• Leaning Ladder – In this position, both sets of ladder legs remain together, and the ladder is leaned against the work surface. The uniquely designed top tray is awesome on this position because it is shaped to securely lean against studs and corners (as well as flat walls)
  • Extension Ladder – The orange legs are rotated to 180-degrees upward from the yellow legs. They should also be fully extended to give the maximum reach of 14 ft.
  • Stair Ladder – This might have been my favorite use for the Werner LEANSAFE X5 Ladder. RHere the Yellow legs are spread apart from the orange legs and the orange legs are shortened to allow them to be placed a few stairs up from the base of the yellow stairs. It was a secure position that allows for safe work on stairways and stairwells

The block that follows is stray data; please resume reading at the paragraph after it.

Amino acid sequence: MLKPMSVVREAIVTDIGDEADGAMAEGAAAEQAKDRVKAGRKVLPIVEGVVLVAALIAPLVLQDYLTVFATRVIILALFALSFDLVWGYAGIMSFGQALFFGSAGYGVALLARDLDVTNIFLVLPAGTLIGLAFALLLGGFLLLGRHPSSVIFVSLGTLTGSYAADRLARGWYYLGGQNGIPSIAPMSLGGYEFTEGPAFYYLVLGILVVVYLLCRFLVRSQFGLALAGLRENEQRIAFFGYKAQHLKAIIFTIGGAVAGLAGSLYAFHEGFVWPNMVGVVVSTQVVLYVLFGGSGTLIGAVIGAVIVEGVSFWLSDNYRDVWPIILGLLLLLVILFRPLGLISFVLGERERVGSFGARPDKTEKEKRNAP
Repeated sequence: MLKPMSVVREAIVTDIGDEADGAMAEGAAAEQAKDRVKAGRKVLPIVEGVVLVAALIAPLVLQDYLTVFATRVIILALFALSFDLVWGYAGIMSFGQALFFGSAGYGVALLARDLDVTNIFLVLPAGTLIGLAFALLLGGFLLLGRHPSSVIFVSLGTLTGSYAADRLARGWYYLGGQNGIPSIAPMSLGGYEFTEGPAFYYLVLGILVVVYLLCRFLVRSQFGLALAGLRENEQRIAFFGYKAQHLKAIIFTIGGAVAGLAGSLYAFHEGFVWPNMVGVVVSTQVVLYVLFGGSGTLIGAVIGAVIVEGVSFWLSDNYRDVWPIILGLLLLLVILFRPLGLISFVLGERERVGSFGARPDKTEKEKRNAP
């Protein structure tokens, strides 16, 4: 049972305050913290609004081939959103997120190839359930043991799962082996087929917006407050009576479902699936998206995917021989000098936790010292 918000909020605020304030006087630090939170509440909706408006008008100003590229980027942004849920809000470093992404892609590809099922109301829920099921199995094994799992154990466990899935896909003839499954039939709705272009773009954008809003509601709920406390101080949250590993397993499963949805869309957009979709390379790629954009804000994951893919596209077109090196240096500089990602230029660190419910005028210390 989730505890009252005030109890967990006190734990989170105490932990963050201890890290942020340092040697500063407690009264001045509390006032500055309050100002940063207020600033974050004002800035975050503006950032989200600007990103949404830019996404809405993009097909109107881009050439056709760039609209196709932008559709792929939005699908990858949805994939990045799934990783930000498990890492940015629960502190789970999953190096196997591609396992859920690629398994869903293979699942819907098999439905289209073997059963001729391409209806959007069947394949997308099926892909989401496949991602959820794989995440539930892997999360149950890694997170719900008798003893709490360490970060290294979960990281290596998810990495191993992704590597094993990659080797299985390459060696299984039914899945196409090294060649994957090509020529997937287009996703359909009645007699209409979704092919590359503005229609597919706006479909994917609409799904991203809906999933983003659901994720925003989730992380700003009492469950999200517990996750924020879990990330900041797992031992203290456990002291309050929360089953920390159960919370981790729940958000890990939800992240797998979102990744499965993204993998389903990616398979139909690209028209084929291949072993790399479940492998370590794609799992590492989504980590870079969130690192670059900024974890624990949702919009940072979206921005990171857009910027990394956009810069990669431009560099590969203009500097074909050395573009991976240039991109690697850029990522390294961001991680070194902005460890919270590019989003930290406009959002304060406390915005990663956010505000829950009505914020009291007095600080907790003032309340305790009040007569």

• Twin Ladder – This was my most infrequently used option with the LEANSAFE X5. It is really just 2 people using the step ladder at the same time. Since both sides are capable of supporting weight, you can “buddy share” the ladder with another user at the same time.

Changing between the different modes was extremely easy. It required very little hand strength and only moderate overhead strength to initially support/lift the orange set of legs into the extension position. The vast majority of users will have zero problems switching between positions.

Key Functional Features

The design of the dual-sided adjustment levers is well thought out. It easily allows the operator to lock or unlock the ladder leg hinge point with a single hand. This frees up your other hand to adjust the second set of legs or lock them out using the locking extension bars. If you struggle to lift the orange legs when switching to extension mode, try laying the Werner LEANSAFE X5 Ladder on its side, rotating the orange legs into a fully extended, 180-degree position, and then lifting the ladder upright.